Structural Correlates of Related Contextual Learning in Retrosplenial Cortex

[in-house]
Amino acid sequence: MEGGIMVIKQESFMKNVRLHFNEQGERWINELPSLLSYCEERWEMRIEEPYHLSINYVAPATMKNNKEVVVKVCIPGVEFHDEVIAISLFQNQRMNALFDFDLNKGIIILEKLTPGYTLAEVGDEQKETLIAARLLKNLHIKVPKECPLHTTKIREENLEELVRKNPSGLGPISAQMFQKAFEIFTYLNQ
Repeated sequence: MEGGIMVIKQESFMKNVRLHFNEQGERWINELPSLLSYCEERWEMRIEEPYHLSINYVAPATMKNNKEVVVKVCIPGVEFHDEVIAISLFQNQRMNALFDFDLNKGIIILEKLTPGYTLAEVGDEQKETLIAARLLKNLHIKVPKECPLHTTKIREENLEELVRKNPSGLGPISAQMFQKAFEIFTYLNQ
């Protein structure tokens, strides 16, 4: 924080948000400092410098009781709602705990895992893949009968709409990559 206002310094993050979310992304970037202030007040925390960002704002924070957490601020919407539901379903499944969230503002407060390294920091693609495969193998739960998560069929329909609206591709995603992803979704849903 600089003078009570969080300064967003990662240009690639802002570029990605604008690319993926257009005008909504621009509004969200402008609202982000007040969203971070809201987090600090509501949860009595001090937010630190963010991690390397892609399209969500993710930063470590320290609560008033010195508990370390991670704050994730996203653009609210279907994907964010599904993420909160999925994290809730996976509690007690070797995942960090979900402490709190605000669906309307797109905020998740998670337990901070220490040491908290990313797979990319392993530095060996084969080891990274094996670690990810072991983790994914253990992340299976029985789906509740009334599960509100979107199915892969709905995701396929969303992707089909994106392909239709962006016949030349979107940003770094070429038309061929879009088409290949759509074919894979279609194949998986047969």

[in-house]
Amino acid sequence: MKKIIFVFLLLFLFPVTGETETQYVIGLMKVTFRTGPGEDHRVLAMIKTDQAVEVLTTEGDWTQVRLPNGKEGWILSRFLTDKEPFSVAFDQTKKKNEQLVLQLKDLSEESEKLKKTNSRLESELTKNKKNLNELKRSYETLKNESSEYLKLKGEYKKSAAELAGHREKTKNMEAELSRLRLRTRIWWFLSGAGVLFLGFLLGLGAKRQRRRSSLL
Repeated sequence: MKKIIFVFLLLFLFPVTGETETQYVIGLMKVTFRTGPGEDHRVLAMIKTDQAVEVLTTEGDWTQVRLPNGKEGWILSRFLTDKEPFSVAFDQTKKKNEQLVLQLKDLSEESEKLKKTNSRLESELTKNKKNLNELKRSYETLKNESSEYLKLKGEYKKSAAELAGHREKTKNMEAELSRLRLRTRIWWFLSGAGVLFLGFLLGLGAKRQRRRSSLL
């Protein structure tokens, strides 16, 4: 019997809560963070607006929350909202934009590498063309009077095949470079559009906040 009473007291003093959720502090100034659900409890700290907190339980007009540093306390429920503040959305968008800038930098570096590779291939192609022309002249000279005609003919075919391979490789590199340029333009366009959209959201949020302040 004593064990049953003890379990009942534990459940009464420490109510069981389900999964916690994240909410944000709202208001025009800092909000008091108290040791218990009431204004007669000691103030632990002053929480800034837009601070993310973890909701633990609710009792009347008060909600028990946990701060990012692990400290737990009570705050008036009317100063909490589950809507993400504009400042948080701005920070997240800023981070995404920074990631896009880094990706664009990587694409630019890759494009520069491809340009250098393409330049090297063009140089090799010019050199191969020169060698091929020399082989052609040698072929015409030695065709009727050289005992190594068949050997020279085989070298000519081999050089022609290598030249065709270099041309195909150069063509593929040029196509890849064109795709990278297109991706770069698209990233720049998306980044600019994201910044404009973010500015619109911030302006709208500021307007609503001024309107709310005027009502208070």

The discovery of dendritic spines by Santiago Ramón y Cajal is one of the most important chapters in the history of neuroscience. Apart from establishing the neuron doctrine, it presented dendritic spines as the information storage unit. More than century of further studies has only strengthened the postulate made by Cajal. With the advent of two photon microscopy, it has been found that dendritic spines are highly dynamic entities and displays a basal turnover over the temporal scale of days. Dendritic integration and the possible role of spines dynamics in memory allocation and organisation has only been postulated theoretically. Recent in vivo work using longitudinal two- photon microscopy has shown that repetitive motor and contextual learning induces clustered addition of new spines in primary motor cortex and retrosplenial cortex. In this dissertation, I further test the encoding of multiple related memories at the level of dendritic spines. I established and characterized the state of art two photon microscope and related laboratory protocols to allow for chronic in vivo imaging of dendritic spines in live mice undergoing training in multiple contextual memories across days. In this process, I developed novel optical methods to increase depth and contrast of two photon microscopy. For the first time, we have developed a novel method for quantitatively measuring and characterizing the extent of cooperativity/clustering seen among the spines present in the dendrites using spatial autocorrelation. This method enabled us to show that dendrites encode multiple memories through spine clusters and preserves their interrelation through spatially selective and clustered loss. Our study shows that contrary to common belief, spine loss is not necessarily an indicator of memory loss; instead, they are standard and an integral feature in encoding related memories. Using spatial autocorrelation, we show that spine loss occurs during related memory formation. In this process, we formulate a method for probabilistic representation of spines in a dendrite and its relation to diffusional exchange between spines.